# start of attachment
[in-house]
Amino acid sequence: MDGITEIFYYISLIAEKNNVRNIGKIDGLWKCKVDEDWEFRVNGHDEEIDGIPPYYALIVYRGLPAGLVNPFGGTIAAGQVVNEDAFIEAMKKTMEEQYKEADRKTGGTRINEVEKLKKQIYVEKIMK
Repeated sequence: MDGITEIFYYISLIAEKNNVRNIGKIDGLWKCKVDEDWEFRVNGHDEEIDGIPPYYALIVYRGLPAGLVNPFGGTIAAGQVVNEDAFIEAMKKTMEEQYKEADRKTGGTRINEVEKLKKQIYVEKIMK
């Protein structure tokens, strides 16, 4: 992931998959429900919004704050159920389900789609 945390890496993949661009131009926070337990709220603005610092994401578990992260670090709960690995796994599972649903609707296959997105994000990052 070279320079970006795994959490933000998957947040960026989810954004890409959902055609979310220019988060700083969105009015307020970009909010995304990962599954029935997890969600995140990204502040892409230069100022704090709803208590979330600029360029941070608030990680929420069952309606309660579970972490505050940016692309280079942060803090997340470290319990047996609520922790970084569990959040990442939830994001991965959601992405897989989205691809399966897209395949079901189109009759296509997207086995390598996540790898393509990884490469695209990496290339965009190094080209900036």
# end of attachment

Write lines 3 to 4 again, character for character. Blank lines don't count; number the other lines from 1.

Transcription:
Repeated sequence: MDGITEIFYYISLIAEKNNVRNIGKIDGLWKCKVDEDWEFRVNGHDEEIDGIPPYYALIVYRGLPAGLVNPFGGTIAAGQVVNEDAFIEAMKKTMEEQYKEADRKTGGTRINEVEKLKKQIYVEKIMK
């Protein structure tokens, strides 16, 4: 992931998959429900919004704050159920389900789609 945390890496993949661009131009926070337990709220603005610092994401578990992260670090709960690995796994599972649903609707296959997105994000990052 070279320079970006795994959490933000998957947040960026989810954004890409959902055609979310220019988060700083969105009015307020970009909010995304990962599954029935997890969600995140990204502040892409230069100022704090709803208590979330600029360029941070608030990680929420069952309606309660579970972490505050940016692309280079942060803090997340470290319990047996609520922790970084569990959040990442939830994001991965959601992405897989989205691809399966897209395949079901189109009759296509997207086995390598996540790898393509990884490469695209990496290339965009190094080209900036």